With Dr. Basyouny Nehela, January 28-29, February 4th; 10:00 AM-7:30 PM

The Holy Qur’an was revealed to the Prophet Muhammad (Peace be upon him) as a mercy and guidance for all of humanity until the end of time. This Divine Revelation serves as way for us to navigate our everyday lives in the best of manners. More particularly, the Qur’an contains in it a structured system that educates us on how to live a life full of integrity and ethics. In this class, we will explore exactly how we can achieve this state of excellence through Qur’anic Education. The overarching topic will be Islamic/Qur’anic Education, its definition, sources, features, and objectives. We will understand how the Qur’an equips us to make educated decisions about any circumstance we may encounter. Additionally, we will explore what role reason, emotion, and revelation play in shaping our lives. Students will learn how to apply the method of Qur’anic Education to the contemporary context by analyzing how it was applied throughout the life of The Prophet (Peace be upon him) and throughout Islamic history. The instructor will engage students with lectures, readings, discussions, case studies, videos and more to enable them to get the best out of this class.

Celene Ibrahim


With Ustd. Celene at ICB Wayland, February 11, March 11, March 18, March 25; 10:00 AM-1:00 PM

The women of the Qur’an provide us with a colorful prism from which we can see femininity in its various manifestations — from the female partner of the prototypical human being (Hawwa), to the female relatives and companions of the prophet of Islam (peace be upon them), from the diplomacy of benevolent queens to the resistance of Hebrew women, from female paragons to female ingrates. Drawing on this rich trove of stories, this course will address several key questions: First, who are the women and girls found in the Qur’an? Second, what can be understood about women’s authority from the speech, acts, and descriptions of these females? Third, what does the Qur’an’s representation of female figures tell us about biological sex, sexuality, and gender? We will study the Qur’anic verses that illuminate the lives of these women and consider how their lives hold lessons for us today.

View the syllabus here. This is a mini-course to be completed in 12 instructional hours instead of our standard 24 instructional hours.

Suheil Laher


With Dr. Suheil Laher, April 8-9, April 22-23; 10:00 AM-5:30 PM

Narrations of the words and actions of Prophet Muhammad (peace be upon him), better known as Hadith, are only second to the Qur’an with respect to serving as a source of inspiration and guidance for Muslims throughout the centuries. Unlike the Qur’an, however, they are not to be found in a single book nor are they all of equal weight and reliability. This course will cover the history of Hadith, their transmission and interpretation, and approaches to authentication. We will examine these topics in light of traditional Muslim scholarship as well as Western academia. Important questions to be covered include: ‘Are the hadith synonymous with the Sunnah, the Prophetic example?’, ‘Is it mandatory for a believing Muslim to accept all Hadith?’, and ‘Is a reliable hadith considered to be just as authoritative as the Qur’an?’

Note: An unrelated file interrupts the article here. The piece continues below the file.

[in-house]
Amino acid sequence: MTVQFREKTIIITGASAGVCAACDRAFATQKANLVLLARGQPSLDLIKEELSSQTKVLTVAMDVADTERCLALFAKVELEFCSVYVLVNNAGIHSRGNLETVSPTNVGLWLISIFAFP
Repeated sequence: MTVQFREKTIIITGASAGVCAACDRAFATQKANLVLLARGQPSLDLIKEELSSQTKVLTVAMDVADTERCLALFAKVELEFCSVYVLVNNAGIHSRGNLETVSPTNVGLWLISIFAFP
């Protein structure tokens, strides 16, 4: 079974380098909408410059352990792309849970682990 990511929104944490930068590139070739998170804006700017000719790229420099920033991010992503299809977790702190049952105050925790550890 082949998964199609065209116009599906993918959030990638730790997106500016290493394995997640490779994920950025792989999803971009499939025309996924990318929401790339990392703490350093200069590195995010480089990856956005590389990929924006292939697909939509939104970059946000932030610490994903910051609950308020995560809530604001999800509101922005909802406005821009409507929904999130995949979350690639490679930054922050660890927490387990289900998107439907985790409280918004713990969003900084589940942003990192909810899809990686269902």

View the syllabus here. This is a hybrid course with both online and offline components.  Readings and online assignments will begin at the start of the semester and will be augmented by 24 hours of in-person weekend intensive sessions.

Martin Nguyen


With Dr. Martin Nguyen, March 4-5, April 1-2; Saturdays 9:30 AM-6:30 PM, Sundays 9:30 AM-2:00 PM

This course will undertake a critical investigation of the concept and place of “race” and “ethnicity” within the Islamic tradition from the early formation of the Muslim community down to the present. We will examine how Muslims approached issues of identity as it relates to “race” and “ethnicity” as well as how these two concepts were applied to or imposed upon Muslims by others. Another major theme to be covered will be the relationship of race to power, both politically and socially. Topics will include slavery and its abolition, understandings of “race,” the Blackamerican Muslim experience, colonialism, and Muslim approaches to resistance.

View the syllabus here.